Kiwi Olympic veteran Andrea Hewitt's triathlon career is hanging by a thread after having her funding cut by the sport's governing body in New Zealand.
The 37-year-old two-time Commonwealth Games bronze medallist confirmed to the Herald that she had been "de-carded" by Triathlon New Zealand in March after she chose not to be part of this year's World Series.
De-carded athletes don't qualify for funding.
This has seemingly ended Hewitt's storied 13-year career at the top level - dashing her hopes of competing at a fourth Olympic Games in Tokyo next year.
"It would be hard for me to qualify. With the criteria currently set out, it's all about world rankings," Hewitt told the Herald.
"It's been top 16 or top 12. Then the other factor with Triathlon New Zealand is the mixed team relay and whoever is in that is in the individual events, and I didn't make that team for last year's world championships."
Hewitt (along with Ryan Sissons, Nicole van der Kaay and Tayler Reid) claimed bronze in the mixed relay event at last year's Gold Coast Commonwealth Games but has been disappointing since, finishing 20th in the World Series standings last season - the first time that she had failed to make the top 10. As a result, Hewitt also didn't receive any performance grants.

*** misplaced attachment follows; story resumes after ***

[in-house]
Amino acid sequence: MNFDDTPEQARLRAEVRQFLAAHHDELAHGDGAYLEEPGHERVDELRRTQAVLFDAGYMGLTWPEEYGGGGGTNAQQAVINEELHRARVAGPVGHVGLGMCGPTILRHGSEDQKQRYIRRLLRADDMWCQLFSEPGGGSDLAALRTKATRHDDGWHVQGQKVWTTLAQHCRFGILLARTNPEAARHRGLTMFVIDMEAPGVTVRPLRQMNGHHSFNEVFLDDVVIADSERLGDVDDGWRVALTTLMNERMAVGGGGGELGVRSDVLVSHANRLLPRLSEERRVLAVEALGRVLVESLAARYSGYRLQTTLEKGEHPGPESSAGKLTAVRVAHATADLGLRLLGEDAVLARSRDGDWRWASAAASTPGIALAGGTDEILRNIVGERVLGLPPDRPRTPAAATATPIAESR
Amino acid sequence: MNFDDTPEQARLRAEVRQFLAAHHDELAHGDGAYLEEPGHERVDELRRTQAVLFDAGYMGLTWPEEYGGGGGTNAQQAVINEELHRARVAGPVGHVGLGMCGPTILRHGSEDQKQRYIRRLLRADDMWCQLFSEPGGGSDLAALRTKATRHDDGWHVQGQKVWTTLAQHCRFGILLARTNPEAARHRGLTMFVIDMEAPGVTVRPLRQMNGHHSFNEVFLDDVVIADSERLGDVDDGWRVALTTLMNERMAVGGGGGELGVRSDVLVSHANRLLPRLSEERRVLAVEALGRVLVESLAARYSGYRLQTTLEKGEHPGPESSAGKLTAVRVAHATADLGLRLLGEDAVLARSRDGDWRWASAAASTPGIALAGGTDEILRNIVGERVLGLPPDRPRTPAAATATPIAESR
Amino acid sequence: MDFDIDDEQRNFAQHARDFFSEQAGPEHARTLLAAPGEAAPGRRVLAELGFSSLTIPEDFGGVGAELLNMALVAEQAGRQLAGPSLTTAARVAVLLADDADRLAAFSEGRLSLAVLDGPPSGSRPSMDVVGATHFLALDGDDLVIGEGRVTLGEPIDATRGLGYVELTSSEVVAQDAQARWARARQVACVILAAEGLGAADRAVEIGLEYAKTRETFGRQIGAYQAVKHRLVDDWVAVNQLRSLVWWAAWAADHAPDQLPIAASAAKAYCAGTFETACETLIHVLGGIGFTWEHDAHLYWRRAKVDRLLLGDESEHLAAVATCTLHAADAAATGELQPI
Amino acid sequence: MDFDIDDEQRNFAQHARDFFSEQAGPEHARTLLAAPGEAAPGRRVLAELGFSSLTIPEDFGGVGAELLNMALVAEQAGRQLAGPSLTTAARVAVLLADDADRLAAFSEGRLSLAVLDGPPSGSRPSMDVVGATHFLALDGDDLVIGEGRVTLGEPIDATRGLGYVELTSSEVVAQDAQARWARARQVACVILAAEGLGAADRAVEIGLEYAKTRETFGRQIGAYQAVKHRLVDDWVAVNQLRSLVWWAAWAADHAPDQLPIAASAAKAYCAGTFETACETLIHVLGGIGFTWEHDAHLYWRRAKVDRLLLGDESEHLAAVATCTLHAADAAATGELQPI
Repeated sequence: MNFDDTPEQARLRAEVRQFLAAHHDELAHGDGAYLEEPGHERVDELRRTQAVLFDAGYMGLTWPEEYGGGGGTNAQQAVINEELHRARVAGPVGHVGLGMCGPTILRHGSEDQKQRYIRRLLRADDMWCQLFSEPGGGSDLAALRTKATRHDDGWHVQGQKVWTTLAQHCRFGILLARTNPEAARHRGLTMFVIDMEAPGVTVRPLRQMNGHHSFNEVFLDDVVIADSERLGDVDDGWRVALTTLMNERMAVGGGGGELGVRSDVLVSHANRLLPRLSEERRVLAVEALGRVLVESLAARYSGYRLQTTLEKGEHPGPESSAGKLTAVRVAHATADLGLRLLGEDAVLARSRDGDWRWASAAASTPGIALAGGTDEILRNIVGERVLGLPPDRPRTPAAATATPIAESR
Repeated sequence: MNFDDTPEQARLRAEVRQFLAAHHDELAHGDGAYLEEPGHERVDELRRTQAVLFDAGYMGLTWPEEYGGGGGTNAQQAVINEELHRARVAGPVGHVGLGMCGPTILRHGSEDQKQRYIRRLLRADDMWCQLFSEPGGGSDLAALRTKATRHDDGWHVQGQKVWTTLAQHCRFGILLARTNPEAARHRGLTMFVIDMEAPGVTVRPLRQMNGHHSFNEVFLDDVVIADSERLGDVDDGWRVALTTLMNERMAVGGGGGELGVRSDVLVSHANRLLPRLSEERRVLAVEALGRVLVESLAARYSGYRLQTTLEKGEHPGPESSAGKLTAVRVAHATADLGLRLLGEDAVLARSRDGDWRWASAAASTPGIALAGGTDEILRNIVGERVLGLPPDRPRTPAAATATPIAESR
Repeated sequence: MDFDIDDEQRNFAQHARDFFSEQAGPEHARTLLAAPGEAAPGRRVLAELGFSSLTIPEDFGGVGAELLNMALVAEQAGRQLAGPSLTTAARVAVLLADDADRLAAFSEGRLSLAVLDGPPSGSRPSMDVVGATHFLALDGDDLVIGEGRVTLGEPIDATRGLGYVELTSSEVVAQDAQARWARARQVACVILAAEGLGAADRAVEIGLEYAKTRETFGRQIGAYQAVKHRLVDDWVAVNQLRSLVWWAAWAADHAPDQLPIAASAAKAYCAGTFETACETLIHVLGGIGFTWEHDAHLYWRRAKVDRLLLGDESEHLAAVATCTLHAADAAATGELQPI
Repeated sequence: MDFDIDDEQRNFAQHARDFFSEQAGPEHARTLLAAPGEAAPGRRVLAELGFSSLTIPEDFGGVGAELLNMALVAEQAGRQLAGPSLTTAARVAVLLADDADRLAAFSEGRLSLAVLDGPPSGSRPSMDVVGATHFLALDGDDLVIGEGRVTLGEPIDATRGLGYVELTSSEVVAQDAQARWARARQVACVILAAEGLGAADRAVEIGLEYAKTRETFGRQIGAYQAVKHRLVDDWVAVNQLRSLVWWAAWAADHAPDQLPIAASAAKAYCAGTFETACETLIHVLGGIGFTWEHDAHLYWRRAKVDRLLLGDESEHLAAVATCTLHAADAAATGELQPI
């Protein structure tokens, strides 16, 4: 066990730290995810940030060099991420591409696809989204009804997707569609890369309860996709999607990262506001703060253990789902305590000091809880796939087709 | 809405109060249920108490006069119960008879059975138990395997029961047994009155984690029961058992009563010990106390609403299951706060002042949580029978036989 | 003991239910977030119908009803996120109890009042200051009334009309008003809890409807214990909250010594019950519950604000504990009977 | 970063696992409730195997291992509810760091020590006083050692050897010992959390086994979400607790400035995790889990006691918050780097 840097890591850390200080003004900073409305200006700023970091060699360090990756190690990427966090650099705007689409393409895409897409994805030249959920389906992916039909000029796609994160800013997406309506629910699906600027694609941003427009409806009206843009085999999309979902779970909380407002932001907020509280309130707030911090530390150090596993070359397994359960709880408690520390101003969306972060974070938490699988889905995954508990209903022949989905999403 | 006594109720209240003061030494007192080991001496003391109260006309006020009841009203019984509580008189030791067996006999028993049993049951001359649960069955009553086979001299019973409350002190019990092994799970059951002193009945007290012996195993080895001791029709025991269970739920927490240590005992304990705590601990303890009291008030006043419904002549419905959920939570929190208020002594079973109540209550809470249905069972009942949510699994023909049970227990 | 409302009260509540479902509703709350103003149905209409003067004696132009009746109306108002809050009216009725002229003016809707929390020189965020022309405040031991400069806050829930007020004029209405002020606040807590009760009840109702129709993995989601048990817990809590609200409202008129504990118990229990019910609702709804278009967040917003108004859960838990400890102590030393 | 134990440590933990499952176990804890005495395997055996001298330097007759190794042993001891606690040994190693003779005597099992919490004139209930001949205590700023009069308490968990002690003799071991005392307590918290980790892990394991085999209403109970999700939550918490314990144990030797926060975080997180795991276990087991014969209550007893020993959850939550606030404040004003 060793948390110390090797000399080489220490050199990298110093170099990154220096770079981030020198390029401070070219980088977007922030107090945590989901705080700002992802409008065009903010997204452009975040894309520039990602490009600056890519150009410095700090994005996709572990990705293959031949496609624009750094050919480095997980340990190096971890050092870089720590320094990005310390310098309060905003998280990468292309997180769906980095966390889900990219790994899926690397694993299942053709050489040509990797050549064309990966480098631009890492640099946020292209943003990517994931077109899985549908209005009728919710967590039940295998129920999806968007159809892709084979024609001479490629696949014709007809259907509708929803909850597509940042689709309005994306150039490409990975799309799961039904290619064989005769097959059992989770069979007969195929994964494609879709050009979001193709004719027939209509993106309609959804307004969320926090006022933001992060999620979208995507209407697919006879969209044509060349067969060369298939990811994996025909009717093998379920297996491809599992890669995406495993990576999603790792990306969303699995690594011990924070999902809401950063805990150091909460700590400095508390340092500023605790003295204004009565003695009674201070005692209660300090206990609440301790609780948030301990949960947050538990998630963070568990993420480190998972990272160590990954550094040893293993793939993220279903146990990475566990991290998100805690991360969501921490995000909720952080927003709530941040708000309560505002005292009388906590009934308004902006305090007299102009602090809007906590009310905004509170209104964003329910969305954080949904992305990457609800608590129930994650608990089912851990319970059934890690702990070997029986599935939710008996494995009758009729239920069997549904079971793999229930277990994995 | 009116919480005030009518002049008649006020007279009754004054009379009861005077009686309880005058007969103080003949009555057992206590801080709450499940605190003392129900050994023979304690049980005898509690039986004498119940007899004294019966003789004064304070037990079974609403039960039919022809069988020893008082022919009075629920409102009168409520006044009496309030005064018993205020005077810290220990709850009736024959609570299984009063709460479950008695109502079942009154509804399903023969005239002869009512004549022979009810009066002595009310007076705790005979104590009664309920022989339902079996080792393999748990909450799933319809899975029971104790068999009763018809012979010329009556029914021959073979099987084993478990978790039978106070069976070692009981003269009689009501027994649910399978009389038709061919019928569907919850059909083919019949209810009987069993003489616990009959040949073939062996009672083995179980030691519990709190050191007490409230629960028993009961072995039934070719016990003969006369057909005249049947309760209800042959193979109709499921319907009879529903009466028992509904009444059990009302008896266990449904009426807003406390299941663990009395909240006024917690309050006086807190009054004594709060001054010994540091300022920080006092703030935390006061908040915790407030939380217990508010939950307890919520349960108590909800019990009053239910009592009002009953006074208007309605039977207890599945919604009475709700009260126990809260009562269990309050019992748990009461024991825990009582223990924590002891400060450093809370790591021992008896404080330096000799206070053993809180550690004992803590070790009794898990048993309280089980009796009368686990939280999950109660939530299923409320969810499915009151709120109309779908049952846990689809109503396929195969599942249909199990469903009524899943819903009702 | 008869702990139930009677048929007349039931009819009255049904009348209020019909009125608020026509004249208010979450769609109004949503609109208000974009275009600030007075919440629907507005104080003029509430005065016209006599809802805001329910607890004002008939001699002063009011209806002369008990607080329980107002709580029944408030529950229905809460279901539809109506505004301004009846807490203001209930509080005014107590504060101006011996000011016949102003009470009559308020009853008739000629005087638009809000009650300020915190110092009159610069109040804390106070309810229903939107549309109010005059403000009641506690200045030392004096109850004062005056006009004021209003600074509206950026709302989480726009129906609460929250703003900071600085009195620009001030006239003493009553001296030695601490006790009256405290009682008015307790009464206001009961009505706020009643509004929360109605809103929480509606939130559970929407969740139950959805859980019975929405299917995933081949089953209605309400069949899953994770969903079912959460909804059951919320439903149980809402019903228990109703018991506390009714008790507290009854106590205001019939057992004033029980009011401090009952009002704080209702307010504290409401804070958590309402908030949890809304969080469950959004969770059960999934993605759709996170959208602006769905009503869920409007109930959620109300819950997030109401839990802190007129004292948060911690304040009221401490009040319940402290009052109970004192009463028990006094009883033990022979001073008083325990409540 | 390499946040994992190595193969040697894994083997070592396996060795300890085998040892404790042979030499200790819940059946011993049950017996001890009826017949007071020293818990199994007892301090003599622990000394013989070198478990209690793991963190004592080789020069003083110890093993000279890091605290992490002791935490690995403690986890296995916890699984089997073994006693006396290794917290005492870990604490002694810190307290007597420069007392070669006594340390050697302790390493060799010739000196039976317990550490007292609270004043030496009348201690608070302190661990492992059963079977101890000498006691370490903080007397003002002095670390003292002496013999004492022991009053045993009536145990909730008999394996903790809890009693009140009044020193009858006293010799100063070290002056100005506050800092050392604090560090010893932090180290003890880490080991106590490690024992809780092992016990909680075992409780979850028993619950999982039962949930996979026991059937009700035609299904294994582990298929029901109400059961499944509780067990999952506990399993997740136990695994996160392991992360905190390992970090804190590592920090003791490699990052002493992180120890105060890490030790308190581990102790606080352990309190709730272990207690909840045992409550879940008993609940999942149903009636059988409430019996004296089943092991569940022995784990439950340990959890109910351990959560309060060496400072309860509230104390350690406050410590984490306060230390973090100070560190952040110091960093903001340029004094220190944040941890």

She admits she's struggled with prioritising mixed relay over the individual event, in which she won Commonwealth Games bronze in Melbourne in 2006 and several World Championship medals.
"I've been doing a lot of thinking. Last year there was a lot of pressure to focus on the mixed team relay, and that was quite hard. I've never really thought about that and just done the individual race," Hewitt said.
But she insists she hasn't officially retired from the sport.
"I can't say I am because I competed in the Sea2Sky triathlon in Sumner in March so if I was retired, I'd be sitting on the couch. And I'm not doing that yet. I feel like retiring is just stopping completely and I haven't done that, so maybe I'll just compete at a different level."
"I've got a race planned for July in Germany, and I've been overseas. I raced in the Caribbean in March. I've joined the New Brighton running club so I'm going to do the cross-country season, and I'm looking at doing the Christchurch marathon in three weeks."
She also won't criticise TNZ, who received taxpayer funding of $750,000 from High Performance Sport NZ this year.
"It all comes back to funding. Triathlon New Zealand's had a lot of restructuring and like cycling, there have been a lot of problems so I guess we'll just see where it goes from here."
Last year, Sissons, the country's premier male triathlete, hit out at the organisation after being controversially excluded from the mixed team relay for the World Championships after a change in his training regime put him at loggerheads with TNZ.
Chris Pilone, who coached Hamish Carter to a gold medal at the 2004 Olympics, also told the Herald last September the sport "should not be the recipient of public money", as a result of what he described as their lack of accountability.
TNZ did not respond to the Herald's request for comment.